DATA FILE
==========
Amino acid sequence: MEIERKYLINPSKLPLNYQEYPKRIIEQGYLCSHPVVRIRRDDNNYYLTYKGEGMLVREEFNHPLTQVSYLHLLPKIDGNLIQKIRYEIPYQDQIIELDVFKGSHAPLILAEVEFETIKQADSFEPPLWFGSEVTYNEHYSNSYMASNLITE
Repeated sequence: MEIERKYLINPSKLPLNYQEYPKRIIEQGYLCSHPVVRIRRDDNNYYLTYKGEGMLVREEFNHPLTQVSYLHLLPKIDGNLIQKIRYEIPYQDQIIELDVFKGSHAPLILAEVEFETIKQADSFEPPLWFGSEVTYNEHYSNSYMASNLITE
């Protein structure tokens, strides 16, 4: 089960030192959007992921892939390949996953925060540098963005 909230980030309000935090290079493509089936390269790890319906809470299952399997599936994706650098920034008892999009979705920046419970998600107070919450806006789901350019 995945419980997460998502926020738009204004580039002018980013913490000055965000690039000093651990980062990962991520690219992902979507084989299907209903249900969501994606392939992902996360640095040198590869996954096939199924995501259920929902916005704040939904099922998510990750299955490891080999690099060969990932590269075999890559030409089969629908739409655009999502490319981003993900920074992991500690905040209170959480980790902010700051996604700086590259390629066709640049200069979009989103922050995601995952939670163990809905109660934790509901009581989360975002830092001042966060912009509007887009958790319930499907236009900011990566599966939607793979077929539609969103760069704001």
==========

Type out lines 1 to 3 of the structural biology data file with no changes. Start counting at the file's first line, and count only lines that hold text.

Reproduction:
Amino acid sequence: MEIERKYLINPSKLPLNYQEYPKRIIEQGYLCSHPVVRIRRDDNNYYLTYKGEGMLVREEFNHPLTQVSYLHLLPKIDGNLIQKIRYEIPYQDQIIELDVFKGSHAPLILAEVEFETIKQADSFEPPLWFGSEVTYNEHYSNSYMASNLITE
Repeated sequence: MEIERKYLINPSKLPLNYQEYPKRIIEQGYLCSHPVVRIRRDDNNYYLTYKGEGMLVREEFNHPLTQVSYLHLLPKIDGNLIQKIRYEIPYQDQIIELDVFKGSHAPLILAEVEFETIKQADSFEPPLWFGSEVTYNEHYSNSYMASNLITE
């Protein structure tokens, strides 16, 4: 089960030192959007992921892939390949996953925060540098963005 909230980030309000935090290079493509089936390269790890319906809470299952399997599936994706650098920034008892999009979705920046419970998600107070919450806006789901350019 995945419980997460998502926020738009204004580039002018980013913490000055965000690039000093651990980062990962991520690219992902979507084989299907209903249900969501994606392939992902996360640095040198590869996954096939199924995501259920929902916005704040939904099922998510990750299955490891080999690099060969990932590269075999890559030409089969629908739409655009999502490319981003993900920074992991500690905040209170959480980790902010700051996604700086590259390629066709640049200069979009989103922050995601995952939670163990809905109660934790509901009581989360975002830092001042966060912009509007887009958790319930499907236009900011990566599966939607793979077929539609969103760069704001």